Naturally, Kulagina was not without her critics, but sometimes it went beyond criticism. In the Moscow paper Pravda there was a vicious attack on Kulagina, demonizing her and calling her a fake and a cheat. It was said that she performed her tricks with the help of concealed magnets and threads, though how magnets could move nonmagnetic things like glass, eggs, apples and bread was not explained. Kulagina's supporters also claimed that  she could move any one or two objects from a group chosen by the investigator.  In the end it was revealed that the author of the Pravda piece had never even seen Kulagina. He had decided that PK was impossible therefore she must be cheating. At the same time as the Pravda article, it is claimed that a campaign of harassing phone calls began against Kulagina. It was thought unlikely that these were merely harmless crank calls - there were no telephone books in Russia at that time; to get somebody’s phone number involved lining up for hours at special address booths in the streets. Secondly, she was known to the public as Nelya Mikhailova, not by her real name of Nina Kulagina. 

So whoever was calling had to know her real name and her address. It seems likely that it had been well organised. But by whom? Was the KGB involved? Or, as is most likely, was the whole story concocted to increase the mystique surrounding Kulagina? Apparently, the calls finally got so out of hand that the scientists decided to hide Kulagina in the country outside Leningrad.  

Some sceptics have claimed that Kulagina was only tested in her own apartment and in hotel rooms, but according to Pravda for example (unreliable to say the least) she was also tested by eminent Soviet scientists in controlled laboratory conditions. These scientists are quoted as more than once stating that after watching Nina in action that they had found ‘no hidden threads, magnets, or other gimmicks.’ This does not of course  prove that Kulagina did not cheat, as stated earlier we have no information on how thorough the checks were. There is, however, no direct evidence that Kulagina ever faked her abilities. Despite the lack of evidence for trickery. sceptics still believe Kulagina's abilities to be entirely fraudulent or at least greatly exaggerated by Soviet authorities, probably to be used as propaganda in their Cold-War era psychological battles with the U.S. Indeed the lack of publication of the incredible experiments with Kulagina and other Russian psychics in scientific journals has persuaded some researchers that the experiments never occurred at all, at least as described in the popular press.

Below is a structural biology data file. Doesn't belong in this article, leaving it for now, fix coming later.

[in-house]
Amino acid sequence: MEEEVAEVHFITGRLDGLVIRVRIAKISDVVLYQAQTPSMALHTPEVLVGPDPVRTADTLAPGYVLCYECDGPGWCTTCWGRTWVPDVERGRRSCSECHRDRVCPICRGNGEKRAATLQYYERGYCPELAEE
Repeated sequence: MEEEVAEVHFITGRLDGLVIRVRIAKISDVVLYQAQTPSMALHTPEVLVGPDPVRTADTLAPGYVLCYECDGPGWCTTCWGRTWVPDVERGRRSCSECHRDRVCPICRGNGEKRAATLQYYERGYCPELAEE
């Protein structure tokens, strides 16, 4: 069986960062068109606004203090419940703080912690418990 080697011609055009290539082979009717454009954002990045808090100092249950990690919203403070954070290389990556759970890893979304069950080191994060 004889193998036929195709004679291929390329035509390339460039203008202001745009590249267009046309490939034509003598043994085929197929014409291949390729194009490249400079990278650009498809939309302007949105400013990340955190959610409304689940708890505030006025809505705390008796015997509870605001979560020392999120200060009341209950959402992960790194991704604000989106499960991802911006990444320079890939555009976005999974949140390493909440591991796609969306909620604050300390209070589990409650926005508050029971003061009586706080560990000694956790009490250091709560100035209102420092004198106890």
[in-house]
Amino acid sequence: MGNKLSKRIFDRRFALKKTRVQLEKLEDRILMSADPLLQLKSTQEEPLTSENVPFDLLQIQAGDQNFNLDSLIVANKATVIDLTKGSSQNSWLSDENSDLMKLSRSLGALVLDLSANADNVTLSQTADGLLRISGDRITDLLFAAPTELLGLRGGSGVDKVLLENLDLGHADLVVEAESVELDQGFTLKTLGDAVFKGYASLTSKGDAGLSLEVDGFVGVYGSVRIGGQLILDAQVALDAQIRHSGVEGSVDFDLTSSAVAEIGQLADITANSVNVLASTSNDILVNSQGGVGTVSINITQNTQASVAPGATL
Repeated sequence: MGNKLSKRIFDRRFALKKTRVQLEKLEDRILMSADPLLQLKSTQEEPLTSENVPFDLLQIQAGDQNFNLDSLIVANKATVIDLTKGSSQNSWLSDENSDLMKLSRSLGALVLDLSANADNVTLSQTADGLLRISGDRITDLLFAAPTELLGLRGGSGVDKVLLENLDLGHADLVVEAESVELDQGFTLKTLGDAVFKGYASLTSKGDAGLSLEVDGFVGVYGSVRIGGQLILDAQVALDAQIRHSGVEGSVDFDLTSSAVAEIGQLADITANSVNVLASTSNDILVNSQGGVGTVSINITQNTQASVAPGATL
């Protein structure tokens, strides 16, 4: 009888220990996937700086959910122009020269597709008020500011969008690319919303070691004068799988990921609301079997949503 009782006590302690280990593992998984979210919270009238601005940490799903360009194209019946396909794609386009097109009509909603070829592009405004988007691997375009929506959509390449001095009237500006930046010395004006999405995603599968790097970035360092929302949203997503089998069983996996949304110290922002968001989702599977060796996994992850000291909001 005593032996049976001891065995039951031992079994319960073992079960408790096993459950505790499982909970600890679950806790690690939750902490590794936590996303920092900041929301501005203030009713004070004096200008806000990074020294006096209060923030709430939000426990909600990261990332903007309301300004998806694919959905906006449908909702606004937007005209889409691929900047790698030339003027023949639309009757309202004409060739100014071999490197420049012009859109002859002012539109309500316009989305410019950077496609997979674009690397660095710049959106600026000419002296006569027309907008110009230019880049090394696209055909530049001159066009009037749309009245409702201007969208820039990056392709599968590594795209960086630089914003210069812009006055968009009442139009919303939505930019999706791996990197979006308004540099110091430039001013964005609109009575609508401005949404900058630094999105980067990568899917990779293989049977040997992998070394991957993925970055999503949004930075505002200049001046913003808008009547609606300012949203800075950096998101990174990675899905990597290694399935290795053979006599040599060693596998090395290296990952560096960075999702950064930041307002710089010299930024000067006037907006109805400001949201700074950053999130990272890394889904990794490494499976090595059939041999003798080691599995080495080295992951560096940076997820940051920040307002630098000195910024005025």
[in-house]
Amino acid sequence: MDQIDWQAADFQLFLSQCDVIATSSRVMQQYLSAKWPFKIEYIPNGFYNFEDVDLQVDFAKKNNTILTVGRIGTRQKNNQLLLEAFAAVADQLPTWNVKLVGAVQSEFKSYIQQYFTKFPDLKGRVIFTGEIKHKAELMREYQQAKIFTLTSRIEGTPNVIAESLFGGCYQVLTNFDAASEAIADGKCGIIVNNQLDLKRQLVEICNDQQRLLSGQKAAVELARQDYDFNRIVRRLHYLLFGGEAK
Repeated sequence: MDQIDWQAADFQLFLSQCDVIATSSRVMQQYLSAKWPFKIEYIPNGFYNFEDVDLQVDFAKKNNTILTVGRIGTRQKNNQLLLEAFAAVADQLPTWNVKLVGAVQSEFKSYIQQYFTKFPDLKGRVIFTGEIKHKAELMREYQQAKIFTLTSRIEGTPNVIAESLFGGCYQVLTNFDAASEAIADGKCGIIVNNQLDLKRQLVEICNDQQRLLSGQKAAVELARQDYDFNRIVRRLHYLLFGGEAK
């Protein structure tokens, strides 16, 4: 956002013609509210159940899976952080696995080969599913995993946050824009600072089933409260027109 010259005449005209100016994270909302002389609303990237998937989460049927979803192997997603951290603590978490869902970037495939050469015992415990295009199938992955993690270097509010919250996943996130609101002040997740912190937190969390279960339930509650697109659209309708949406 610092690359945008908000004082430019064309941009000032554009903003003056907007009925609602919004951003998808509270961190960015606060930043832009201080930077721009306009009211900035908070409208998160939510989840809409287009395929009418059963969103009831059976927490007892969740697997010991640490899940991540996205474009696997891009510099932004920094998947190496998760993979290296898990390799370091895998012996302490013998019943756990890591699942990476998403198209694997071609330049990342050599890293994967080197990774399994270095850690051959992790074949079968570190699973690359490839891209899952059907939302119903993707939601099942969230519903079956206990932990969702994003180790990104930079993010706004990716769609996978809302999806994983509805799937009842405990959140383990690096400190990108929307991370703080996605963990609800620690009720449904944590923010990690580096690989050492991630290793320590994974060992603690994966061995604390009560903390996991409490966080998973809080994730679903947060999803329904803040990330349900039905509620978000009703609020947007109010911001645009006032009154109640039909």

But there was a down side to these experiments. Whatever Kulagina’s 'powers' were, it is said that they had always taken a lot out of her. After one set of tests with Dr. Rejdak she was totally exhausted, and had almost no pulse. Her face was pale and drained and she could hardly move her body. She had apparentl lost almost four pounds in half an hour (many Western mediums, such as American Felicia Parise, have also described this weight loss during PK); it was as if she were converting the matter of her own body into energy. According to Dr. Zverev’s report, her heart-beat was irregular, there was high blood sugar, and her endocrine system was disturbed. All this was consistent with high stress. She had also lost the sensation of taste, suffered from pains in her arms and legs, couldn’t coordinate, and felt dizzy.

According to popular accounts, Kulagina's use of her psychic abilities apparently led to a strain on her health culminating, in the late seventies, in a near fatal heart attack. Her doctors recommended that she reduce her activity, though she kept up some lab work until she died in 1990, around the time of the death of the Soviet Union itself. It is still believed by many in Russia that these experiments exhausted her, ruined her health, and probably hastened her death.  At her funeral, Soviets praised Kulagina as a ‘hero of Leningrad’ after her bravery during the nine-hundred-day siege of World War II. But many also lauded her for sacrifices of a different kind to her country, allowing scientists and doctors to examine and test her 'psychic abilities' incessantly in their quest for an unknown and elusive energy. More down to earth researchers however, believe claims of Kulagina's 'psychic abilities' to be entirely groundless.

Sources and Further Reading

Gris, Henry, and Dick, William. The New Soviet Psychic Discoveries. London, Souvenir Press, 1979.

Inglis, Brian. The Paranormal – An Encyclopedia of Psychic Phenomena, London. Granada publishing, 1985, p112.

Ostrander, Sheila, & Schroeder, Lynn.  Psychic Discoveries – The Iron Curtain Lifted. London, Souvenir Press, 1997 (1971).

Spencer, John & Anne. The Poltergeist Phenomenon. London, Headline 1997, pp227-8.